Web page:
Вы находитесь на странице: 1из 6

WELCOME AND INTRODUCTION

This Curriculum Guide is designed to prepare, reinforce, and extend learning


concepts and ideas from the MPR Class Notes Video What Does a Conductor
Do?
The information and activities in the Guide are intended to make music come
alive and to align with Minnesota Standards in Music Education. We hope you
will personalize, modify, or adjust content to meet the needs of your unique
classroom.
There are two fundamental objectives of this video:
1) Students will understand the role of a conductor.
2) Students will demonstrate knowledge of three time signatures and their
corollary conducting patterns: 2/4, 3/4, and 4/4.
This curriculum is separated into three sections. The first section serves as a
preview, introducing terms and concepts from the video.
PREPARING TO WATCH THE VIDEO
Just as literacy teachers use pre-reading strategies, music teachers can use
pre-listening and pre-watching strategies. This helps students create a mental
frame work to organize new ideas, relate new content to prior knowledge, and
make connections. What you bring to a listening experience will affect what you
hear and take away from that experience.
1. Introduce and discuss the term conductor. Make a list on the board with
all of their ideas.
2. Watch several clips of conductors conducting. Look back at your list and
decide if theres anything you would add or take off the list. Here are some
good clips to use for this exercise.
Marin Alsop conducting John Adams Short Ride in a Fast Machine:
https://www.youtube.com/watch?v=5LoUm_r7It8

Gustavo Dudamel conducting


Danzn No. 2 by Mrquez:
https://www.youtube.com/watch?v=P
A7vEIj6Lzk
3. Conductor William Eddins talks a little bit about his experience conducting
an orchestra of young musicians.
https://www.youtube.com/watch?v=rfpmlizWGbM
4. Here we see Seiji Ozawa, along with some text describing components of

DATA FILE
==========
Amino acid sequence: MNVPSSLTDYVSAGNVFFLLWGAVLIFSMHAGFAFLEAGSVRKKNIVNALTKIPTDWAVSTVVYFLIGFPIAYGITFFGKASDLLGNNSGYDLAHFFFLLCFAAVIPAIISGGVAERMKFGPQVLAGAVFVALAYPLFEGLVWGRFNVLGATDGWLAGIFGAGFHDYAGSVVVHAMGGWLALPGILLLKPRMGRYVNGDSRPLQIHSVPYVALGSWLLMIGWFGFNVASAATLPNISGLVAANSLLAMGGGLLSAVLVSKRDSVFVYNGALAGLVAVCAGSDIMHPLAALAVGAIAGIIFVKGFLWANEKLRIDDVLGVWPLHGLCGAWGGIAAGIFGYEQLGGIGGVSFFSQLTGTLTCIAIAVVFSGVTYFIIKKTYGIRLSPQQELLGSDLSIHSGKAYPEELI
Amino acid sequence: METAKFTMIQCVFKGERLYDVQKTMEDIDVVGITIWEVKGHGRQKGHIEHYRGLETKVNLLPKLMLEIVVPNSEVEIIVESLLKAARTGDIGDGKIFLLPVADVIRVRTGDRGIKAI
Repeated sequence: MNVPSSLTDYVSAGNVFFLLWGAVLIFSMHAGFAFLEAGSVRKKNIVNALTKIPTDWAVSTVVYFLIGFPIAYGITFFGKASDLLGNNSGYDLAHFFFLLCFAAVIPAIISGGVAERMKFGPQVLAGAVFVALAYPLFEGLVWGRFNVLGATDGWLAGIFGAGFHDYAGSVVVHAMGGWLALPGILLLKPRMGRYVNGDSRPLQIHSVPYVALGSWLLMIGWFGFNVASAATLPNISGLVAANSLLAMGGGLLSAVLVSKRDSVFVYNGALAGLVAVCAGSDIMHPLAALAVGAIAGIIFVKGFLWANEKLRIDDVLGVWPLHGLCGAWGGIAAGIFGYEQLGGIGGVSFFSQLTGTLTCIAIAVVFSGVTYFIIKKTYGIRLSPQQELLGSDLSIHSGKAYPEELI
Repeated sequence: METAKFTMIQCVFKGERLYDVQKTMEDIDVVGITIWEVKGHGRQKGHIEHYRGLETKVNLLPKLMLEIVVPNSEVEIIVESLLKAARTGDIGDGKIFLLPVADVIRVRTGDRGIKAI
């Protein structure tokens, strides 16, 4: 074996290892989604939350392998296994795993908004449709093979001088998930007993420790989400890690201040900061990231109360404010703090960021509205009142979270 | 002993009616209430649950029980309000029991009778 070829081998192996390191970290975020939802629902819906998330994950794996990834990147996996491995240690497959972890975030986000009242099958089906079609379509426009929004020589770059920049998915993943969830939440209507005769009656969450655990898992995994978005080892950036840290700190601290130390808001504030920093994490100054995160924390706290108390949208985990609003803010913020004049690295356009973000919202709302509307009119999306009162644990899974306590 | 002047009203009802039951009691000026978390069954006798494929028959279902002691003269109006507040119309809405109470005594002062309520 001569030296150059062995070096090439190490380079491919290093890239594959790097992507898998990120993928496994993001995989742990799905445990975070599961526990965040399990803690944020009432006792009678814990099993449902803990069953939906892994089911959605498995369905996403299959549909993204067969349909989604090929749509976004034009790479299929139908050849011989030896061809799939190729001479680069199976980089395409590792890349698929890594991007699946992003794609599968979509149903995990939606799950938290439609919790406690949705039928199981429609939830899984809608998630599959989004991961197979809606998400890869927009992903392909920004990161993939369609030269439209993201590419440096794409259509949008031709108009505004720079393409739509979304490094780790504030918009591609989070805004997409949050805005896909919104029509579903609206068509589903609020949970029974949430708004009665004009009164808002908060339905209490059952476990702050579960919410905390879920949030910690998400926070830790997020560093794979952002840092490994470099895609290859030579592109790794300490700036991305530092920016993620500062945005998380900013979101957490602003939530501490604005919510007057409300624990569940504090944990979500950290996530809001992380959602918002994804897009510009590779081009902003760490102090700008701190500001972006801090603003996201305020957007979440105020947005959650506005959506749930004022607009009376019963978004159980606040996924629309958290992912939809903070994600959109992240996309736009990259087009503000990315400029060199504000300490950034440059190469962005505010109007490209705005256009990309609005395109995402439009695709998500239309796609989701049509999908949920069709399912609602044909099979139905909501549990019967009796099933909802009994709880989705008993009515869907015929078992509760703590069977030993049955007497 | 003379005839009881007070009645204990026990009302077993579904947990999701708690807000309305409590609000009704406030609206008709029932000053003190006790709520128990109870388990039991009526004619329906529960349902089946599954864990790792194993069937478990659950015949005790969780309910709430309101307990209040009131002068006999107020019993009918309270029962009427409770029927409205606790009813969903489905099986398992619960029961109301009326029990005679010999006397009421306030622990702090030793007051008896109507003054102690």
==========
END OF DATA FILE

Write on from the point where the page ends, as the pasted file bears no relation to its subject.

conducting technique.
https://www.youtube.com/watch?v=iQCG7XH9fkw
5. And one more, of Valery Gergiev, just for comparison.
https://www.youtube.com/watch?v=X85KtE7D-Mc
REINFORCE IDEAS AND CONCEPTS FROM THE VIDEO THROUGH ACTIVE
LEARNING
The video What Does a Conductor Do? is great preparation for teaching students
basic conducting patterns. Though they may not master conducting technique,
learning basic conducting patterns helps students accomplish the following
learning objectives:
a. Deepens/reinforces understanding of time signatures and meter
through kinesthetic learning
b. Helps students develop and hone ensemble skills, such as
following cues
c. Reinforces aspects of musicianship, such as tempo and dynamics,
through kinesthetic learning.
Complete this sequence of activities so that students develop an understanding
of both time signatures and beat patterns.
1. Watch Classical MPRs Class Notes Video: What Does a Conductor Do?
http://www.classicalmpr.org/story/2014/09/19/class-notes-what-does-aconductor-do
2. Afterward, explain that music is often organized into groups of beats. The
time signature tells a musician how the beats are organized and helps
them count. If this is a new concept, start easy with 2/4, 3/4, and 4/4. Feel
free to substitute a quarter note for the bottom number in a time signature,